LOS ANGELES, June 26 (Xinhua) -- Chinese DJI drones are ahead of all others in terms of quality, reliability and cost, so most fire departments across the United States use them, a senior officer of Fremont Fire Department in California said in an exclusive interview with Xinhua.
"We believe the intelligence the drones give us and the increased safety they provide for our employees and the public far outweigh the risk," said Jeff Kleven, UAS (unmanned aircraft system) Program Manager of Fremont Fire Department.
DJI made headlines in California's Bay Area and beyond not long ago by helping locate a missing teenager.
Police deployed a DJI drone, which was equipped with a thermal imaging camera system that enables searching in the dark, and successfully found the missing deaf student.
"We decided to work with DJI several years ago because at the time they were producing the best product," Kleven told Xinhua.
"DJI's hardware and software were lightyears ahead of everyone else. This reason coupled with the fact that they have products that are affordable for most departments, and made DJI an easy choice," he said.
Although other companies have started to close the gap in recent years, DJI is still ahead of all of them in terms of quality, reliability and cost, Kleven said. As a result, most departments across the country still use DJI drones, he added.
According to Skylogic Research, a drone analyst company, the Chinese drone manufacturer holds more than 70 percent of the worldwide civil drone market share.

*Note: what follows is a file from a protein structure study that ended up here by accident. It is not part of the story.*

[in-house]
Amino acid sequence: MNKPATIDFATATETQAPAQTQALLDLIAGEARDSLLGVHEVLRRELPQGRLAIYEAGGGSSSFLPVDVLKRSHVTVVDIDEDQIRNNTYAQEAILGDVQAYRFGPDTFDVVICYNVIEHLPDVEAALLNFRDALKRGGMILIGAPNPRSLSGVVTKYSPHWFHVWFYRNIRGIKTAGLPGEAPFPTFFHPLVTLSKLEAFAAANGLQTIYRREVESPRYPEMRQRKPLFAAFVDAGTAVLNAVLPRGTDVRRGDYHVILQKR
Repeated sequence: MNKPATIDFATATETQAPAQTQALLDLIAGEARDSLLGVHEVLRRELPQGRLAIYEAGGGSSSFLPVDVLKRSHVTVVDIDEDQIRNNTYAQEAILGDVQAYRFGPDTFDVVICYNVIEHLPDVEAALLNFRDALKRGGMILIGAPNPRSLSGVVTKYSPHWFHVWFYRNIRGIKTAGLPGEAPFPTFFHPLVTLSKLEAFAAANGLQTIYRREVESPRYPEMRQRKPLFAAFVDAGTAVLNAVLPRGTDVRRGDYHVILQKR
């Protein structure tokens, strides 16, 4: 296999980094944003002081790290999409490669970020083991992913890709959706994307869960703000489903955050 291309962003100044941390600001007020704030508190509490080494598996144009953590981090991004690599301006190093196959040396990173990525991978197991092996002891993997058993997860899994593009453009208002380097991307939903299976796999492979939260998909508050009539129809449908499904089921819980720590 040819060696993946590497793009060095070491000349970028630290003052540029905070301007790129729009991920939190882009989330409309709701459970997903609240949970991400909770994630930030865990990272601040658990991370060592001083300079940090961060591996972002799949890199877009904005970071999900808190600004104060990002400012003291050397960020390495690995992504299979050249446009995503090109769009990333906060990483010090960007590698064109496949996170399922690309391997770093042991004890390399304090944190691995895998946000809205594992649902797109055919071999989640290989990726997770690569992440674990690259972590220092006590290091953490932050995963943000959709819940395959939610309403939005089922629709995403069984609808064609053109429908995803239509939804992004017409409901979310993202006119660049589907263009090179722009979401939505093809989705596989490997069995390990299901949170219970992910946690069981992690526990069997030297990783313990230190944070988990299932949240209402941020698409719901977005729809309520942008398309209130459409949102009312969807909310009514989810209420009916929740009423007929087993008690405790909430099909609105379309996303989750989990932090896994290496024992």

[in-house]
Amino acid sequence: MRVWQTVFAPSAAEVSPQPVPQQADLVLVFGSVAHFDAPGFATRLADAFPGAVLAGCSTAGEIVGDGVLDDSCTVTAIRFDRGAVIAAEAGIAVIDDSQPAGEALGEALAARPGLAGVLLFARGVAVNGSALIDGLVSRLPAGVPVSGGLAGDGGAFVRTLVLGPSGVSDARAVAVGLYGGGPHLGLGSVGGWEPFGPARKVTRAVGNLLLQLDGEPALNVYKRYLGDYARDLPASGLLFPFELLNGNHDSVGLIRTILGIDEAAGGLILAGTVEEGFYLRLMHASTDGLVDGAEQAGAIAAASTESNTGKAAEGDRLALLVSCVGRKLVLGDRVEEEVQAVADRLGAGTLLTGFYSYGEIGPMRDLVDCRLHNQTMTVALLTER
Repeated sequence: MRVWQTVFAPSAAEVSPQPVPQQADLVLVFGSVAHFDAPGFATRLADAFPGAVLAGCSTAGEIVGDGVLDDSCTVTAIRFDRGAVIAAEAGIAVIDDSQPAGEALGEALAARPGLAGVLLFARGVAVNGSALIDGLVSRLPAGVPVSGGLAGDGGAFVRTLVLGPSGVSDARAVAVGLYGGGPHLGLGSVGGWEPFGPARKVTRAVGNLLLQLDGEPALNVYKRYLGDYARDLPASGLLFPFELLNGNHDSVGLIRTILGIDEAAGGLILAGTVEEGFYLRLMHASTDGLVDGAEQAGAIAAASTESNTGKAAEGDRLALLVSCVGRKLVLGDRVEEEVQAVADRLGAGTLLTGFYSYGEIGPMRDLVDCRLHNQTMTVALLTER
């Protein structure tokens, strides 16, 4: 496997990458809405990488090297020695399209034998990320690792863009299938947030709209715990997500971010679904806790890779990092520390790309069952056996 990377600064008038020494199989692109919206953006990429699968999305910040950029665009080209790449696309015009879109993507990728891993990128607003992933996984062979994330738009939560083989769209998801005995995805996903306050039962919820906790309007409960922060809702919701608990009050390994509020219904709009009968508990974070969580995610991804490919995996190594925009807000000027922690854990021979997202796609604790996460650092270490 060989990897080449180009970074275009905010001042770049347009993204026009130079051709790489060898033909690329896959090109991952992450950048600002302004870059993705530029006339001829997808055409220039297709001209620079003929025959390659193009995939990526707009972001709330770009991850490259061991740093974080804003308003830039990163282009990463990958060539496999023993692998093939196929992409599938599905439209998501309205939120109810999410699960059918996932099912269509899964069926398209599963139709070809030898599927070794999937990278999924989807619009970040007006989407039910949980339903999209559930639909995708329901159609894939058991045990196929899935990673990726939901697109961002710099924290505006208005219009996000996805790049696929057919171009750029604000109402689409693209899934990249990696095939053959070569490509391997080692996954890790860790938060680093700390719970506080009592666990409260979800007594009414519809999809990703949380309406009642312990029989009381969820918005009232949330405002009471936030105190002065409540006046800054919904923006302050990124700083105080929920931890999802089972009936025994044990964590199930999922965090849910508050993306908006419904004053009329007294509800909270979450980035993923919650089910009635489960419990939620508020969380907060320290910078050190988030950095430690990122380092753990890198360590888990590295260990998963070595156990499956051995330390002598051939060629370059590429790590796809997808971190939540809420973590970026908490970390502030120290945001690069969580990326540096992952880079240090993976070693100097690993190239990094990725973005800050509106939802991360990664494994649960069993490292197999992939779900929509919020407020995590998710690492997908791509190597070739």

Kleven told Xinhua all the battalion chiefs in his fire department carry drones in their vehicles, which allows them to have a quick response vehicle that can respond anywhere in the city or other areas for mutual aid.
Fremont Fire Department currently has 14 drones of different sizes and abilities. It hopes to have a fully staffed drone team in the future whose only job is to fly drone missions, including emergency and non-emergency operations, pre-planning and training, according to Kleven.
Last month, the U.S. Cybersecurity and Infrastructure Security Agency issued a warning that Chinese-made drones contain components that collect operation and customer data for intelligence use. DJI submitted a letter to the U.S. Senate on Monday, denying "incorrect" speculation about the company's data security practices.
"We are doing everything in our power to limit the possibility of the occurring of data leakage. We record our data locally and we do not upload any information to DJI's site," Kleven said.
He voiced his hope that the security features put in place in the future will alleviate the concerns.
Regarding the influence of China-U.S. trade disputes, Kleven said the trade dispute has not affected his fire department other than an increase in costs of Chinese drones.
"At this point this appears to be a small increase, but we are keeping our eye on the situation," he said.